OpenJurist

477 F2d 1168 Washington Post Company v. G Kleindienst

477 F.2d 1168

155 U.S.App.D.C. 283

The WASHINGTON POST COMPANY et al.
v.
Richard G. KLEINDIENST, Acting Attorney General of the
United States, et al., Appellants.

No. 72-1362.

United States Court of Appeals,
District of Columbia Circuit.

Argued June 30, 1972.
Decided Sept. 6, 1972.

Leonard Schaitman, Atty., Dept. of Justice, with whom Harold H. Titus, Jr., U. S. Atty., and Morton Hollander, Atty., Dept. of Justice, were on the brief, for appellees. John A. Terry, Joseph M. Hannon, Michael A. Katz, and Robert D. Zsalman, U. S. Attys., also entered appearances for appellants.

Joseph A. Califano, Jr., Washington, D. C., with whom Charles H. Wilson, Jr. and Richard M. Cooper, Washington, D. C., were on the brief, for appellees.

Melvin L. Wulf, New York City, and Hope Eastman, Washington, D. C., filed a brief on behalf of Tom Wicker and others as amici curiae urging affirmance.

Before McGOWAN, LEVENTHAL and ROBINSON, Circuit Judges.

ORDER

PER CURIAM.

1

This case came on for hearing on an appeal from a ruling by the District Court, reflected in a memorandum opinion dated April 9, 1972, 357 F.Supp. 770, that the policy of the Federal Bureau of Prisons in denying all requests by the press to interview designated prisoners violated the First Amendment. The Court directed the Bureau to modify its rules within 30 days to permit such interviews under terms and conditions appropriately reflective of administrative and disciplinary considerations. That decision is presently subject to a stay by the Supreme Court, issued May 13, 1972, pending appeal in this court.

2

At the oral argument, the Government pressed upon us a supervening decision by the Supreme Court in Branzburg v. Hayes, 408 U.S. 665, 92 S.Ct. 2646, 33 L.Ed.2d 626, decided June 29, 1972, as representing a significant limitation by the Supreme Court of the reach of the First Amendment in relation both to the precise issue immediately involved in the three cases then decided, and to the general area of press guarantees. Branzburg, unlike the case before us, compelled revelation by reporters to grand juries of information gathered by them, but the First Amendment claim rested heavily upon the assertion that access to information would be restricted if such compulsion was exerted. One of the cases heard by the Supreme Court with Branzburg and reversed by it, Caldwell v. United States, 434 F.2d 1081 (9th Cir. 1970), was cited by the District Court as relevant to the scope of press access.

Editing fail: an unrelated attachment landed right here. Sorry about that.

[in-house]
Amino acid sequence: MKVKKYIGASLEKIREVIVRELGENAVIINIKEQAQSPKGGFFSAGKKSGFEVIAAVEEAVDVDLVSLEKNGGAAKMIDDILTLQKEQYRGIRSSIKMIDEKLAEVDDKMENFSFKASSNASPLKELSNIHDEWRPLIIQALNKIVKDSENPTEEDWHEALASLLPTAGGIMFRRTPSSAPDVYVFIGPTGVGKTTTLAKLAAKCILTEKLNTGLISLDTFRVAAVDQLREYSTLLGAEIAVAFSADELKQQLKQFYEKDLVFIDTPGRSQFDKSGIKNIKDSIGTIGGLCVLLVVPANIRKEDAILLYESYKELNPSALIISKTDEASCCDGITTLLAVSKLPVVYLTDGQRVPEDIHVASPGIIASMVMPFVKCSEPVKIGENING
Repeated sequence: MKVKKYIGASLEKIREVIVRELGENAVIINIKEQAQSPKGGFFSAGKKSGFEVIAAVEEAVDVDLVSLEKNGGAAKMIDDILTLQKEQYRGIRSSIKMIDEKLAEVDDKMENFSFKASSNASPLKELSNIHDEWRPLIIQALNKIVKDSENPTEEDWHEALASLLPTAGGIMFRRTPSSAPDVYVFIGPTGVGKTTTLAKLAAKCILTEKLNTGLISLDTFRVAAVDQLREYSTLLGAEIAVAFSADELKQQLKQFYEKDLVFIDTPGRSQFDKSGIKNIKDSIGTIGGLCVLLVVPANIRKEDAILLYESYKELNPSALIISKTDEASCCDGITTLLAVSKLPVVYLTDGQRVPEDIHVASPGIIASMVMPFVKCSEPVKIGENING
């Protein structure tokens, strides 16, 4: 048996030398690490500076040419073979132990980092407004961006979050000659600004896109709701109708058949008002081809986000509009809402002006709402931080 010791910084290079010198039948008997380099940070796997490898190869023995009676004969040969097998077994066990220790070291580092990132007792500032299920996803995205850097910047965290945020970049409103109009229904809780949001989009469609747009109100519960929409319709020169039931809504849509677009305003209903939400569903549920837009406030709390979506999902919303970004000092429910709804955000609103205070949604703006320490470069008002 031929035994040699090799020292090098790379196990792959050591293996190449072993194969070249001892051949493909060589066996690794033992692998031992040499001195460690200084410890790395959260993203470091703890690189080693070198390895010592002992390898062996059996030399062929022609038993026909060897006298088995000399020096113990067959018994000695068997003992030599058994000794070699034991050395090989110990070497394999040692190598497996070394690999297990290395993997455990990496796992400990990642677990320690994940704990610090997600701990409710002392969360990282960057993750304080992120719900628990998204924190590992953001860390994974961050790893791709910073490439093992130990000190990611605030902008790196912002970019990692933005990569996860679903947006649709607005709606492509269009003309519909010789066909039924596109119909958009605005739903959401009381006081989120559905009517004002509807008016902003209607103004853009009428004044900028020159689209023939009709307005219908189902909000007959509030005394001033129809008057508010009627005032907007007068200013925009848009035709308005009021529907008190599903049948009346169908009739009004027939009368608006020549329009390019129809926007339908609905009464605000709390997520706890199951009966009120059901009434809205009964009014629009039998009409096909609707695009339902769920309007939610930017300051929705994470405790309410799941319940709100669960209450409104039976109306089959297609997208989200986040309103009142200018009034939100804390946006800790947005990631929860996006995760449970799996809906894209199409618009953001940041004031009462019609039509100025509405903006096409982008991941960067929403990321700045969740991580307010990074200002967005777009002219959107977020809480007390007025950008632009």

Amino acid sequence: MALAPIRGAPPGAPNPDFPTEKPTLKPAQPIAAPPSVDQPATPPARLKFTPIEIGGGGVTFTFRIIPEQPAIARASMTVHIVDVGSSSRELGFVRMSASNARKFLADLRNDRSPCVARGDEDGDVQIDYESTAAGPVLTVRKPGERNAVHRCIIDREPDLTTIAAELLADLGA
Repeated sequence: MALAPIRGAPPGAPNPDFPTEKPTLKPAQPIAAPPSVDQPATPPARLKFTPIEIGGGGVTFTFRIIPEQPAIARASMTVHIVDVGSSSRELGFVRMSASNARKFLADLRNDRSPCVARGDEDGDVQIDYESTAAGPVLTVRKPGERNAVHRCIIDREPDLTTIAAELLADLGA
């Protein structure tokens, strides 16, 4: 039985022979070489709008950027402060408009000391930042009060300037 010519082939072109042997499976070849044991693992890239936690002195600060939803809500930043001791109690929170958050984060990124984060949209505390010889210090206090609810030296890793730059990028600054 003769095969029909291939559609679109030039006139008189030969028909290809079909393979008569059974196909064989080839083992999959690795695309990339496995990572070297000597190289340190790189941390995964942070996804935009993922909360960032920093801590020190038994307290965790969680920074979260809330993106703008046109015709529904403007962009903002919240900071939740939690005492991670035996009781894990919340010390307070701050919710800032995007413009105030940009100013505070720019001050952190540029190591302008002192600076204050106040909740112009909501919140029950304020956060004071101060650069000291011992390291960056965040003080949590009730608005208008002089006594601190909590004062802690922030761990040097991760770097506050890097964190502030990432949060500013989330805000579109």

3

Since the case before us deals with the scope of First Amendment rights to access, Branzburg supplies a new element to be considered in the decisional process which was not in existence at the time the record was made and the conflicting claims resolved in the District Court. It seems obvious that considerations of sound judicial administration suggest that any record for future appellate consideration be made in awareness of it, if that is feasible under the circumstances, as it is here.

4

Accordingly, we have concluded, while retaining jurisdiction of this appeal, to remand the record for such further consideration as the District Court may wish to give the case in the light of Branzburg and, in any event, for specific findings (which may follow upon further evidentiary proceedings) with respect to the following:

5

1. The extent to which the accurate and effective reporting of news has a critical dependence upon the opportunity for private personal interviews.

6

2. The extent to which the so-called "big wheel" justification has any tangible footing in a significantly wide spectrum of experience in prison administration.

7

3. The factual foundations for any other asserted justifications for blanket prohibition of private personal interviews.

8

4. Whether there may be a valid basis for a ban, in the interest of avoiding impairment of good order, as to a particular prisoner or prisoners, even in the absence of a prior history of unruliness or disruptiveness.

9

5. Whether it is unfeasible to pursue a flexible approach to the allowance of private personal interviews, with appropriate scope for the judgment of the responsible prison officials and their consideration of administrative convenience or necessity.

10

6. Any other matters which, in the view of the District Court, by reference to Branzburg or otherwise, would further refine and illuminate the competing claims and assertions made by the parties so that ultimate resolution of the news access right under the First Amendment claimed in this instance may be as informed as possible.

By reason of the foregoing, it is hereby

11

Ordered that the record in this case is remanded to the District Court for the purposes hereinabove stated and, upon the conclusion of proceedings held hereunder, shall as supplemented be returned to this court for further consideration of the pending appeal.